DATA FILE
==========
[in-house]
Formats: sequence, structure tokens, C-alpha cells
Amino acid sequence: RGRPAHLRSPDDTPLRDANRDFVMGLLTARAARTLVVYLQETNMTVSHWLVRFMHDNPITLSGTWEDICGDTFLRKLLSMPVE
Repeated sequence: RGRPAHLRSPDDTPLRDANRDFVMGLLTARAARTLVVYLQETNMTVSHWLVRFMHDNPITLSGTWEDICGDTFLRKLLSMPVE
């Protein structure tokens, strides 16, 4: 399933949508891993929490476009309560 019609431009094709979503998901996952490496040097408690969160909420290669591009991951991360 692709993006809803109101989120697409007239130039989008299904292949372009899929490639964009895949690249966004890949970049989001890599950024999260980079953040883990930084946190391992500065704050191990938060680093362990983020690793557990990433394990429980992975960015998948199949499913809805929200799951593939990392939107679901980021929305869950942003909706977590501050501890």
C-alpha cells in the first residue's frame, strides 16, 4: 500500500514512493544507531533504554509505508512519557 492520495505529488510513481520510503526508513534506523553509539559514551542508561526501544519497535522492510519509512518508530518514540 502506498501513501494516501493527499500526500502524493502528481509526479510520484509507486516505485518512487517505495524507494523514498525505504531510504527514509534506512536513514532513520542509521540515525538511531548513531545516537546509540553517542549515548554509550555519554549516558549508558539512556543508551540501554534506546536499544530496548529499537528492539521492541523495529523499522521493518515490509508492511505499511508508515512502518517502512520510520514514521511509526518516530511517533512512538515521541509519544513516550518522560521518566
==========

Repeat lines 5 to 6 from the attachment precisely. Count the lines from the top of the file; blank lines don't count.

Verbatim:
């Protein structure tokens, strides 16, 4: 399933949508891993929490476009309560 019609431009094709979503998901996952490496040097408690969160909420290669591009991951991360 692709993006809803109101989120697409007239130039989008299904292949372009899929490639964009895949690249966004890949970049989001890599950024999260980079953040883990930084946190391992500065704050191990938060680093362990983020690793557990990433394990429980992975960015998948199949499913809805929200799951593939990392939107679901980021929305869950942003909706977590501050501890």
C-alpha cells in the first residue's frame, strides 16, 4: 500500500514512493544507531533504554509505508512519557 492520495505529488510513481520510503526508513534506523553509539559514551542508561526501544519497535522492510519509512518508530518514540 502506498501513501494516501493527499500526500502524493502528481509526479510520484509507486516505485518512487517505495524507494523514498525505504531510504527514509534506512536513514532513520542509521540515525538511531548513531545516537546509540553517542549515548554509550555519554549516558549508558539512556543508551540501554534506546536499544530496548529499537528492539521492541523495529523499522521493518515490509508492511505499511508508515512502518517502512520510520514514521511509526518516530511517533512512538515521541509519544513516550518522560521518566